Before you read this, I suggest you read posts 19.12 and 19.24.
If you’ve heard of “Schrödinger’s cat”, and didn’t understand what it was about, I suggest that you forget it – it won’t help you to understand how quantum theory (post 16.2) is used to explain things. But Schrödinger’s equation is very important – it provides a means for explaining the behaviour of particles like electrons.
When it was realised that particles, like electrons, could behave like waves (post 19.24) the Austrian physicist Erwin Schrödinger adapted the wave equation (post 19.12) to explain their behaviour. The result, Schrödinger’s equation, can be used to calculate, for example, the behaviour of electrons in atoms. This approach is sometimes called wave mechanics, to distinguish it from another formulation of quantum mechanics developed largely by the English physicist Paul Dirac. In 1933 Schrödinger and Dirac shared the Nobel Prize for Physics.
Schrödinger’s equation is based on the wave equation (post 19.12), equation 1, and two results, equations 2 and 3, based on the wave properties of particles.
In equation1, ψ is the wavefunction (post 18.10). On the left-hand side, the Laplacian operator forms the second partial derivative (post 19.11) of ψ with respect to the Cartesian coordinates x, y and z (further details appear in post 19.12). On the right-hand side of equation 1, v is the speed of the wave; on this side of the equation the second partial derivative of ψ with respect to time, t, appears. In equation 2, p is the modulus of the momentum of the particle (particle description, post 16.13), λ is its wavelength (wave description, post 18.10) and h is Boltzmann’s constant; all this is explained in post 19.24.
To understand equation 3, we need to know that Schrödinger developed his equation to describe the properties of the hydrogen atom. Then the electron can be considered either as a particle in a circular orbit, radius r, about a nucleus (post 16.27) or a wave travelling around a circular path of length 2πr. If 2πr is not an integral number of wavelengths, the path difference between it and the original wave will gradually increase, as it goes round and round the circle, until there is destructive interference (post 18.10) and it ceases to exist. So, you might expect the right-hand side of equation to be 2πnr where n is any integer. I’m setting n = 1, because Schrödinger’s equation is a differential equation with many mathematical solutions; when we come to choose the physically sensible solution, the value chosen for n will not matter. The general point about differential equations is described in post 19.10; the next post will show how we can deal with this in the special case of Schrödinger’s equation.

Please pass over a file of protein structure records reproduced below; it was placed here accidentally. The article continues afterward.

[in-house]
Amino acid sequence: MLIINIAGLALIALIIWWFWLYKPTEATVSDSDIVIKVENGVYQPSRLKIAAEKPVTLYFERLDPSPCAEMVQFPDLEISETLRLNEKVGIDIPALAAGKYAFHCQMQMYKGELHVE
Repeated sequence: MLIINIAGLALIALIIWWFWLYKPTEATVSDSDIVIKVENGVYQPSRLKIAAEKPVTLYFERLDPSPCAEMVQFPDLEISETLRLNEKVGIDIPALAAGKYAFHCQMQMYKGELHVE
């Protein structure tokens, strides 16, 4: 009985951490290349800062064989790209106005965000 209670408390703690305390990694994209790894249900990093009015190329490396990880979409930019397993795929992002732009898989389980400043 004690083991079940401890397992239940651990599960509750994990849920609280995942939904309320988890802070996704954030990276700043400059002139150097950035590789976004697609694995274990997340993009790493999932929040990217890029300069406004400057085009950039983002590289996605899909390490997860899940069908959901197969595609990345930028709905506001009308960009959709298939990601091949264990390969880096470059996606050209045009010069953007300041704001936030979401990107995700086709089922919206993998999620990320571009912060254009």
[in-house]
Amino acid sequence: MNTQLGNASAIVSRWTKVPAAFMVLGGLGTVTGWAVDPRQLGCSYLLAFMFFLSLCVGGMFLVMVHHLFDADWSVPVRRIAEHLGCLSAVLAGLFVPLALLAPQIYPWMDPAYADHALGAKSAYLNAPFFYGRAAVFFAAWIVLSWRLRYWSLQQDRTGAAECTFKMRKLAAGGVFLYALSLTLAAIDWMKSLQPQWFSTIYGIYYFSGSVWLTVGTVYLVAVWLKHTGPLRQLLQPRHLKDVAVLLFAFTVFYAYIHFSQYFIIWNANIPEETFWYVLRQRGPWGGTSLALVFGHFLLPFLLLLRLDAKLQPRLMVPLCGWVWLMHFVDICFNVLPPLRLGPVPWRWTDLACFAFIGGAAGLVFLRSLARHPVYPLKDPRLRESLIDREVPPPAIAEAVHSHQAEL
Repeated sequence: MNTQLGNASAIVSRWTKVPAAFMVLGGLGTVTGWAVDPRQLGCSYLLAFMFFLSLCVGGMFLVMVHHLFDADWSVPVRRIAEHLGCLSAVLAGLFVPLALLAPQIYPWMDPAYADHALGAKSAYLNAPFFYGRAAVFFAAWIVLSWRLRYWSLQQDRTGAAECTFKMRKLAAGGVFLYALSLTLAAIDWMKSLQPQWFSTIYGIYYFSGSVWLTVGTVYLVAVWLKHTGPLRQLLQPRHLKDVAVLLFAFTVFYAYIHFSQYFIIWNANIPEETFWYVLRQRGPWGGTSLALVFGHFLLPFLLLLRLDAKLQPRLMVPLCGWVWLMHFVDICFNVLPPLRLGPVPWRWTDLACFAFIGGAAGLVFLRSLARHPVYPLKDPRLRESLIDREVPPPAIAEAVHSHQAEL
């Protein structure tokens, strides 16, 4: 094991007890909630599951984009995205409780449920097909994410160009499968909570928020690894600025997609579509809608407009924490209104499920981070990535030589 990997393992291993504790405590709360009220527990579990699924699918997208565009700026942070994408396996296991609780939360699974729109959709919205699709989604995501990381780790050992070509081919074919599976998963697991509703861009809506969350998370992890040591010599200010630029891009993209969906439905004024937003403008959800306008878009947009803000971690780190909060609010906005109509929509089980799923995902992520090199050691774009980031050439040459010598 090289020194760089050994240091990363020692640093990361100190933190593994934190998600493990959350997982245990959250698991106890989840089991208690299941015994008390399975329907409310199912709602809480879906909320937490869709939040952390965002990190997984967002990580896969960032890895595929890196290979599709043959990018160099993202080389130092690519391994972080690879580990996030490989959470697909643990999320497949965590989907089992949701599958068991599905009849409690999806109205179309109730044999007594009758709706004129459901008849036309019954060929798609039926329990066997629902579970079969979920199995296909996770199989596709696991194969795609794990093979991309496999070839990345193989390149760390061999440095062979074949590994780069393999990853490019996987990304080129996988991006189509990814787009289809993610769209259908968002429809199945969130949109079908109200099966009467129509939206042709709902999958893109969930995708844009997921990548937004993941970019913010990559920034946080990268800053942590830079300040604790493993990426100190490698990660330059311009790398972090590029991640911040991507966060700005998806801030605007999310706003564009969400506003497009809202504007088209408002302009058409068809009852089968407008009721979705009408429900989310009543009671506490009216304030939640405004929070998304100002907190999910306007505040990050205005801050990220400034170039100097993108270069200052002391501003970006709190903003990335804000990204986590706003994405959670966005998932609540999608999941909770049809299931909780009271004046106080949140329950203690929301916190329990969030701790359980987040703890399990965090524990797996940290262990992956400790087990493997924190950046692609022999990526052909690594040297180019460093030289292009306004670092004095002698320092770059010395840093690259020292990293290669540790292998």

You might have some doubts about equation 3. Schrödinger’s equation is supposed to be perfectly general and not confined to electrons going round in circles. Also, the way it was derived and is intended to be used, appears to violate the Uncertainty Principle (post 19.26); we have an electron in orbit with a known radius and are deriving an equation which we hope to use to calculate properties like energy. For this reason, the following paragraphs are not a rigorous derivation but demonstrates how the ideas of equations 1, 2 and 3 can be combined; it seems likely that there is no rigorous derivation of Schrödinger’s equation. Equation 3 is equivalent to one of the quantum postulates made by the Danish physicist Niels Bohr when he was trying to formulate a theory for the stability of the hydrogen atom – before de Broglie had thought about electron waves (post 19.24) and Heisenberg had formulated the Uncertainty Principle.
We are also going to use a further starting equation:
Here E is the total energy of the particle and V is its potential energy, so that E – V represents its kinetic energy (post 16.21); m is the mass of the particle. The kinetic energy is also given by mv2/2 = p2/2m, since p = mv (post 16.13). Putting this information together gives us equation 4.
Let’s now think about an electron in a stable atom (post 16.29), molecule or conduction band of a metal or semiconductor (post 16.31) – it’s not going anywhere, and so we can think of it as a standing wave (post 18.12). Enforcing this condition means that we are going to develop what is called the time-independent Schrödinger equation. We can think of this standing wave as going up and down – analogous to the behaviour of a simple harmonic oscillator, as described in post 18.11. Then
where ω is an angular frequency whose relationship to v and r (right-hand side of the equation) is explained in post 17.12. Now, the right-hand side of equation 1 becomes
From equation 3:
All I’ve done on the right-hand side is to multiply by p2/p2 = 1. Now I’m going to replace the first p2 by the result from equation 4 and the second p2 by h2/λ2, from equation 2, so that
From equations 5 and 6, noting the intermediate equation, the right-hand side of equation 1 becomes
We can now write equation 1 as
This is the time-independent Schrödinger equation that is usually written in the form shown in the yellow box at the beginning of this post.
How do we use Schrödinger’s equation? That is the subject of my next post.
19.26 Heisenberg’s uncertainty principle
19.25 Wave-particle duality
19.24 Electron waves
19.23 Photoelectric effect and photons
19.15 The diffusion equation
19.12 The wave equation
19.11 Partial differentiation
19.10 Differential equations
19.9 Electromagnetic waves